Metastatic Breast Cancer: How Far We’ve Come
Metastatic Breast Cancer: How Far We’ve Come
In order to frame this commentary on Higgins and Wolff’s review of current treatment options for metastatic breast cancer, I started with a PubMed search of Dr. Marty Abeloff’s work from more than 3 decades ago. This was partly motivated by my own curiosity about a leader whose early career was largely unknown to me, and partly by the desire to see whether “the more things change, the more they remain the same.” I was surprised to note that among numerous published papers on combination cytotoxic chemotherapy, there were also papers on the psychological aspects of managing metastatic breast cancer, as well as on biologic markers as an aid in the clinical management of patients with metastatic breast cancer. Marty’s interest and expertise were obviously both deep and broad. I was also gratified to sense that, indeed, things have changed.
Charting the Progress
Where have we traveled over the past 30 years since the publication of Dr. Abeloff’s paper in Cancer Treatment Reports entitled “Treatment of metastatic breast cancer with adriamycin-cyclophosphamide induction followed by combination therapy”? How far have we come since his 1977 publication, “Psychologic aspects of the management of primary and metastatic breast cancer” in Progress in Clinical Biological Research?
In their review, Higgins and Wolff chart the progress in the management of metastatic breast cancer. They begin with comments on the diagnostic evaluation of patients presumed to have metastatic disease, examine the requisite studies used in making a diagnosis and monitoring response to treatment, and cite the lack of high-level evidence for the use of serum tumor markers for both monitoring patients after adjuvant therapy as well as assisting in guiding management of metastatic disease.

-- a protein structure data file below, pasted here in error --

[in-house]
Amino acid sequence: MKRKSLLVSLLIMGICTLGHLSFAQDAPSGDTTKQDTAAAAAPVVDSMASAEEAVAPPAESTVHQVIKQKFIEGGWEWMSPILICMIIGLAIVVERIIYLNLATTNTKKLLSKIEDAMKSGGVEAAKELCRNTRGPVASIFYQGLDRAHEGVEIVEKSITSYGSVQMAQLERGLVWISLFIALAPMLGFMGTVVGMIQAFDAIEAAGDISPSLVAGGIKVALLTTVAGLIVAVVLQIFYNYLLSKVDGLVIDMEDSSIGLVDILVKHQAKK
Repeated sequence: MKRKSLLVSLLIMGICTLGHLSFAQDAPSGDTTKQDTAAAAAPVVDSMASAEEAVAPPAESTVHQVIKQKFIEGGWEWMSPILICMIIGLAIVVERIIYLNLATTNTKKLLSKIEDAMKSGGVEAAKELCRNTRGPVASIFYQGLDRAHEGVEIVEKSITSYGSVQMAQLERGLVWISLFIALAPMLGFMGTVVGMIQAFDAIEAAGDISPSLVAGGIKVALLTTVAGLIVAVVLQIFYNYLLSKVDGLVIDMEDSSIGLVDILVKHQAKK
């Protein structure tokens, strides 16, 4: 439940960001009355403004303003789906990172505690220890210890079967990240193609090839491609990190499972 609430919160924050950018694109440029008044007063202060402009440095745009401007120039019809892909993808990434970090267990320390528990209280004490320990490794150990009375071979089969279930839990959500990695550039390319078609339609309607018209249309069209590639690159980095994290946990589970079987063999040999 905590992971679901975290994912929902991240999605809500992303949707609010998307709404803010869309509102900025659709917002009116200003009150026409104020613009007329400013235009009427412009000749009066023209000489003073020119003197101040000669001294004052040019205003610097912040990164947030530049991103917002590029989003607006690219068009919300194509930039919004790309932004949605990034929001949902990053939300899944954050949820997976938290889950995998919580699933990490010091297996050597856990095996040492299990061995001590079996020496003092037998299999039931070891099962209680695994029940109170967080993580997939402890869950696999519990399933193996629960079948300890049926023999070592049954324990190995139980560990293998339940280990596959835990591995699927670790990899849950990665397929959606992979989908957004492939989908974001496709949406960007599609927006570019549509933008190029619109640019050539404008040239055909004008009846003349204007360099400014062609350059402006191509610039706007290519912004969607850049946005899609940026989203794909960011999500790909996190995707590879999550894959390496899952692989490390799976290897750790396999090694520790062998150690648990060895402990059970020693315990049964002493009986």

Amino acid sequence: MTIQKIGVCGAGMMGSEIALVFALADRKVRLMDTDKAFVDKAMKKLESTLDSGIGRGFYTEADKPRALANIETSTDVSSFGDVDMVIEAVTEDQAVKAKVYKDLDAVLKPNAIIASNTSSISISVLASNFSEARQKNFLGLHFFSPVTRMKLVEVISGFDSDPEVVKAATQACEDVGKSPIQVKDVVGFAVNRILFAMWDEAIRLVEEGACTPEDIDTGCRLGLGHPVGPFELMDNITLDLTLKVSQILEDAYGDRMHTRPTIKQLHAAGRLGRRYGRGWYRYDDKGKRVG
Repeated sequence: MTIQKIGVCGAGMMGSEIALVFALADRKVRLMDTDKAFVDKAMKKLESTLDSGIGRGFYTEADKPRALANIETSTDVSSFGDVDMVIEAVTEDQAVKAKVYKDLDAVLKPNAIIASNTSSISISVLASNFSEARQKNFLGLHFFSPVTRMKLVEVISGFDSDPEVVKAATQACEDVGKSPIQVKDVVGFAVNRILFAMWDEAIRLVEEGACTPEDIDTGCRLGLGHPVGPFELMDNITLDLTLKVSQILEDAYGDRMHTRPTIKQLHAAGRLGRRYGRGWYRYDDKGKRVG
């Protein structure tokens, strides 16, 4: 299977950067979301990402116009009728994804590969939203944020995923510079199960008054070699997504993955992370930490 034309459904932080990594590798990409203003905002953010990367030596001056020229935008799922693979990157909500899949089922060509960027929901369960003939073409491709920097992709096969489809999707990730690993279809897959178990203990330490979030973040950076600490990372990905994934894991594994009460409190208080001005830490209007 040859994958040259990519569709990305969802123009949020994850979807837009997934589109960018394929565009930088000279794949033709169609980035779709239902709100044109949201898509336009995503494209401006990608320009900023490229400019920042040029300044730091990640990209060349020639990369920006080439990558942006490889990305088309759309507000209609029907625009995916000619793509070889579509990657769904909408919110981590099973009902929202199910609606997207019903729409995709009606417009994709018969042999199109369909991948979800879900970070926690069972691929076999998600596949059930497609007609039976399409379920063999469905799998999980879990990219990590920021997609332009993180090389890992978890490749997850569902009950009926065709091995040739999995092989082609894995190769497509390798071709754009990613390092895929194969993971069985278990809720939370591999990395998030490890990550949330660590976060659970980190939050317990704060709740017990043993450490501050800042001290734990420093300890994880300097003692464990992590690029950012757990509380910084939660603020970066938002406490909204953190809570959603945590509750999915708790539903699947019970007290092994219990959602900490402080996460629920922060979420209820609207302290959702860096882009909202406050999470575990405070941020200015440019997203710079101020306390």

Regarding the latter, the writers seem to adhere to the conservative guidelines espoused by expert panels. In the “real world,” there is significant use of serum tumor markers in both these settings (despite the guidelines). I would suggest that the true impact of these biomarkers on both morbidity and mortality is not adequately studied—the case has not been proven, nor has it been disproven. Their widespread use in conjunction with history, physical examination, and radiographic studies seems to reflect the fact that most practitioners involved in the care of patients with breast cancer are both scientists and artists; they use any and all tools that are available to them to benefit patients in the absence of adequate evidence to the contrary.
One Size Does Not Fit All
Higgins and Wolff address the role of endocrine therapy in broad terms. We have learned from numerous prior trials that combinations of cytotoxic chemotherapy and antiestrogen therapy do not seem to significantly improve outcomes as compared to either modality alone. Indeed, current trials are exploring the potential to augment the efficacy of antiestrogen therapy with targeted therapies (against angiogenesis and HER family receptors, among others) driven by strong preclinical biologic rationale and data. Much study on the value of combination vs cytotoxic chemotherapy has transpired since Marty Abeloff first reported on multidrug combinations, and what has emerged is a sense that a debate on the merits of one approach vs the other is somewhat contrived. Indeed, the heterogeneity in the biology and behavior of metastatic breast cancer strongly argues for flexibility in chemotherapy strategies. One size does not seem to fit all.